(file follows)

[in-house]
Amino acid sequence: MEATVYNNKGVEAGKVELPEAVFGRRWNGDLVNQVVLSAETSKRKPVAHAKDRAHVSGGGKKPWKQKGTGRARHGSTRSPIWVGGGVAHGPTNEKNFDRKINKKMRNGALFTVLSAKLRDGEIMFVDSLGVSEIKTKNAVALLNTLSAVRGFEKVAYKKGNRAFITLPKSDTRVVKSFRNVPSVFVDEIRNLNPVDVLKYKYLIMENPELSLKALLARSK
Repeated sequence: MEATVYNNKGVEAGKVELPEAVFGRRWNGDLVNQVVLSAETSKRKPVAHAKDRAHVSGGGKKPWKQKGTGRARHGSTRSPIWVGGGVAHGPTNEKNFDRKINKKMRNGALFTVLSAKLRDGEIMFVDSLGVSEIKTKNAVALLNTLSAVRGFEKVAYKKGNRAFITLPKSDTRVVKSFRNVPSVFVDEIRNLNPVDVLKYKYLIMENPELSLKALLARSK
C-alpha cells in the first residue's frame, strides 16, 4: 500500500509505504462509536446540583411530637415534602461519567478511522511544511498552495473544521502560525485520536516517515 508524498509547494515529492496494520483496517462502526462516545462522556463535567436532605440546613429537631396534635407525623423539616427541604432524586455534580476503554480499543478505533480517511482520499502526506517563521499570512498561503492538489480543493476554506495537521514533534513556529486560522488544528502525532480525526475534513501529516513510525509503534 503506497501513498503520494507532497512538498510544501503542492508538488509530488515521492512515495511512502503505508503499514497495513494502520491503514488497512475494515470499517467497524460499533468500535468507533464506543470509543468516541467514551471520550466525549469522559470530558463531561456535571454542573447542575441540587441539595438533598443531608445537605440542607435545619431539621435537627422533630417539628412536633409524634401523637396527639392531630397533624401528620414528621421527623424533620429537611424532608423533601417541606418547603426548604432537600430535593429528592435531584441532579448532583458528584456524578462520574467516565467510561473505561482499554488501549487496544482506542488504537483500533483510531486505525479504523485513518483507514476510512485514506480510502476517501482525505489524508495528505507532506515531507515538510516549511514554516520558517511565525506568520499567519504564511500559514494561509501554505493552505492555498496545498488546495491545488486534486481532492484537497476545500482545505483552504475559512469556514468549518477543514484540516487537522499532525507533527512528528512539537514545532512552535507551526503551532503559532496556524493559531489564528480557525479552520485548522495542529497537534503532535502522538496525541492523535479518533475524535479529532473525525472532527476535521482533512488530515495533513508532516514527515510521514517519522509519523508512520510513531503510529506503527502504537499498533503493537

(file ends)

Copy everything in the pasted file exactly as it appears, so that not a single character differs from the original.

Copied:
[in-house]
Amino acid sequence: MEATVYNNKGVEAGKVELPEAVFGRRWNGDLVNQVVLSAETSKRKPVAHAKDRAHVSGGGKKPWKQKGTGRARHGSTRSPIWVGGGVAHGPTNEKNFDRKINKKMRNGALFTVLSAKLRDGEIMFVDSLGVSEIKTKNAVALLNTLSAVRGFEKVAYKKGNRAFITLPKSDTRVVKSFRNVPSVFVDEIRNLNPVDVLKYKYLIMENPELSLKALLARSK
Repeated sequence: MEATVYNNKGVEAGKVELPEAVFGRRWNGDLVNQVVLSAETSKRKPVAHAKDRAHVSGGGKKPWKQKGTGRARHGSTRSPIWVGGGVAHGPTNEKNFDRKINKKMRNGALFTVLSAKLRDGEIMFVDSLGVSEIKTKNAVALLNTLSAVRGFEKVAYKKGNRAFITLPKSDTRVVKSFRNVPSVFVDEIRNLNPVDVLKYKYLIMENPELSLKALLARSK
C-alpha cells in the first residue's frame, strides 16, 4: 500500500509505504462509536446540583411530637415534602461519567478511522511544511498552495473544521502560525485520536516517515 508524498509547494515529492496494520483496517462502526462516545462522556463535567436532605440546613429537631396534635407525623423539616427541604432524586455534580476503554480499543478505533480517511482520499502526506517563521499570512498561503492538489480543493476554506495537521514533534513556529486560522488544528502525532480525526475534513501529516513510525509503534 503506497501513498503520494507532497512538498510544501503542492508538488509530488515521492512515495511512502503505508503499514497495513494502520491503514488497512475494515470499517467497524460499533468500535468507533464506543470509543468516541467514551471520550466525549469522559470530558463531561456535571454542573447542575441540587441539595438533598443531608445537605440542607435545619431539621435537627422533630417539628412536633409524634401523637396527639392531630397533624401528620414528621421527623424533620429537611424532608423533601417541606418547603426548604432537600430535593429528592435531584441532579448532583458528584456524578462520574467516565467510561473505561482499554488501549487496544482506542488504537483500533483510531486505525479504523485513518483507514476510512485514506480510502476517501482525505489524508495528505507532506515531507515538510516549511514554516520558517511565525506568520499567519504564511500559514494561509501554505493552505492555498496545498488546495491545488486534486481532492484537497476545500482545505483552504475559512469556514468549518477543514484540516487537522499532525507533527512528528512539537514545532512552535507551526503551532503559532496556524493559531489564528480557525479552520485548522495542529497537534503532535502522538496525541492523535479518533475524535479529532473525525472532527476535521482533512488530515495533513508532516514527515510521514517519522509519523508512520510513531503510529506503527502504537499498533503493537